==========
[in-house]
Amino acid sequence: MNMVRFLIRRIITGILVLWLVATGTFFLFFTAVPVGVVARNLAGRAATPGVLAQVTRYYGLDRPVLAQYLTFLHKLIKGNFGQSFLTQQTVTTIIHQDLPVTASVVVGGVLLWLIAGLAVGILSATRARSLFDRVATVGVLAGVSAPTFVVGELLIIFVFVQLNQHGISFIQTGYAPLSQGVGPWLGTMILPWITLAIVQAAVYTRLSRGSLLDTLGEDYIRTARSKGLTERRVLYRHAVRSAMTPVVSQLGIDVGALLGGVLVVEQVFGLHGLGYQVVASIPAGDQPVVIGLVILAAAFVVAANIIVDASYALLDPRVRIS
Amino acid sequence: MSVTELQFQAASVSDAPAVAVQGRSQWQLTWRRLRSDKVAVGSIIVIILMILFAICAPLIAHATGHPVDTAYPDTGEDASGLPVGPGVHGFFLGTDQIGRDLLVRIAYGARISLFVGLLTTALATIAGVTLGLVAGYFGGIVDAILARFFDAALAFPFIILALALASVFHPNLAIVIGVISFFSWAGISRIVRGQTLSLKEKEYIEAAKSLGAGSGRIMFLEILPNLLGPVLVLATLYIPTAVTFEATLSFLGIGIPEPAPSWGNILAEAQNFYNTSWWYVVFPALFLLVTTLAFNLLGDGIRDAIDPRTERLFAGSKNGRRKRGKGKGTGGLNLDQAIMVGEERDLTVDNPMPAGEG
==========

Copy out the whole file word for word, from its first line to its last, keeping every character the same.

[in-house]
Amino acid sequence: MNMVRFLIRRIITGILVLWLVATGTFFLFFTAVPVGVVARNLAGRAATPGVLAQVTRYYGLDRPVLAQYLTFLHKLIKGNFGQSFLTQQTVTTIIHQDLPVTASVVVGGVLLWLIAGLAVGILSATRARSLFDRVATVGVLAGVSAPTFVVGELLIIFVFVQLNQHGISFIQTGYAPLSQGVGPWLGTMILPWITLAIVQAAVYTRLSRGSLLDTLGEDYIRTARSKGLTERRVLYRHAVRSAMTPVVSQLGIDVGALLGGVLVVEQVFGLHGLGYQVVASIPAGDQPVVIGLVILAAAFVVAANIIVDASYALLDPRVRIS
Amino acid sequence: MSVTELQFQAASVSDAPAVAVQGRSQWQLTWRRLRSDKVAVGSIIVIILMILFAICAPLIAHATGHPVDTAYPDTGEDASGLPVGPGVHGFFLGTDQIGRDLLVRIAYGARISLFVGLLTTALATIAGVTLGLVAGYFGGIVDAILARFFDAALAFPFIILALALASVFHPNLAIVIGVISFFSWAGISRIVRGQTLSLKEKEYIEAAKSLGAGSGRIMFLEILPNLLGPVLVLATLYIPTAVTFEATLSFLGIGIPEPAPSWGNILAEAQNFYNTSWWYVVFPALFLLVTTLAFNLLGDGIRDAIDPRTERLFAGSKNGRRKRGKGKGTGGLNLDQAIMVGEERDLTVDNPMPAGEG